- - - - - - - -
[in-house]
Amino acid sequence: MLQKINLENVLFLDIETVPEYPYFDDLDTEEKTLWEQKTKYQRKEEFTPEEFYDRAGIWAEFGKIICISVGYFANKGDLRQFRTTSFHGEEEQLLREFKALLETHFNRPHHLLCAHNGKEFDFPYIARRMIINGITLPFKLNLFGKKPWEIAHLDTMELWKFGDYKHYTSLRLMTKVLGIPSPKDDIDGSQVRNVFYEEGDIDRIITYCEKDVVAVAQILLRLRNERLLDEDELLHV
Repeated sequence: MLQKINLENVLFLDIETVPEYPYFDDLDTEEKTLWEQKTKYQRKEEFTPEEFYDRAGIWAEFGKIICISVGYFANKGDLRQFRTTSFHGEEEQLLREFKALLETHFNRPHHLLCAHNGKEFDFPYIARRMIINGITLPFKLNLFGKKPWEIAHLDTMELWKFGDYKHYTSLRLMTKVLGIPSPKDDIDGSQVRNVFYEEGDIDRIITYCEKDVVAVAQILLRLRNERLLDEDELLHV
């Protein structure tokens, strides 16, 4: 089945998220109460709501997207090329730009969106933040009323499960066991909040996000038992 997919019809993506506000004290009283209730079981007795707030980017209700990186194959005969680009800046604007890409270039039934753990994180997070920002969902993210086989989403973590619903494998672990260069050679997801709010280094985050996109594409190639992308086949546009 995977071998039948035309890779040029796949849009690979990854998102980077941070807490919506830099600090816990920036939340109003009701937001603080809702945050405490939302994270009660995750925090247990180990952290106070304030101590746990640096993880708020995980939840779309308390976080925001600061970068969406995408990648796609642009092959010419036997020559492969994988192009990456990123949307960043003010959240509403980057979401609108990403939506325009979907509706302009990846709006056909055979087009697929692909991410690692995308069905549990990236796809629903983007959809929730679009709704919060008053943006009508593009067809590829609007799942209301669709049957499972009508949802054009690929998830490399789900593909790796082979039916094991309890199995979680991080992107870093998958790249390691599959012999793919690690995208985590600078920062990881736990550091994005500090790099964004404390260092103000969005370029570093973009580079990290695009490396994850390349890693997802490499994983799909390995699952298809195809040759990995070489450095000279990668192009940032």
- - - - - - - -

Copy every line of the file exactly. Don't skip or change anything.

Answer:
[in-house]
Amino acid sequence: MLQKINLENVLFLDIETVPEYPYFDDLDTEEKTLWEQKTKYQRKEEFTPEEFYDRAGIWAEFGKIICISVGYFANKGDLRQFRTTSFHGEEEQLLREFKALLETHFNRPHHLLCAHNGKEFDFPYIARRMIINGITLPFKLNLFGKKPWEIAHLDTMELWKFGDYKHYTSLRLMTKVLGIPSPKDDIDGSQVRNVFYEEGDIDRIITYCEKDVVAVAQILLRLRNERLLDEDELLHV
Repeated sequence: MLQKINLENVLFLDIETVPEYPYFDDLDTEEKTLWEQKTKYQRKEEFTPEEFYDRAGIWAEFGKIICISVGYFANKGDLRQFRTTSFHGEEEQLLREFKALLETHFNRPHHLLCAHNGKEFDFPYIARRMIINGITLPFKLNLFGKKPWEIAHLDTMELWKFGDYKHYTSLRLMTKVLGIPSPKDDIDGSQVRNVFYEEGDIDRIITYCEKDVVAVAQILLRLRNERLLDEDELLHV
């Protein structure tokens, strides 16, 4: 089945998220109460709501997207090329730009969106933040009323499960066991909040996000038992 997919019809993506506000004290009283209730079981007795707030980017209700990186194959005969680009800046604007890409270039039934753990994180997070920002969902993210086989989403973590619903494998672990260069050679997801709010280094985050996109594409190639992308086949546009 995977071998039948035309890779040029796949849009690979990854998102980077941070807490919506830099600090816990920036939340109003009701937001603080809702945050405490939302994270009660995750925090247990180990952290106070304030101590746990640096993880708020995980939840779309308390976080925001600061970068969406995408990648796609642009092959010419036997020559492969994988192009990456990123949307960043003010959240509403980057979401609108990403939506325009979907509706302009990846709006056909055979087009697929692909991410690692995308069905549990990236796809629903983007959809929730679009709704919060008053943006009508593009067809590829609007799942209301669709049957499972009508949802054009690929998830490399789900593909790796082979039916094991309890199995979680991080992107870093998958790249390691599959012999793919690690995208985590600078920062990881736990550091994005500090790099964004404390260092103000969005370029570093973009580079990290695009490396994850390349890693997802490499994983799909390995699952298809195809040759990995070489450095000279990668192009940032």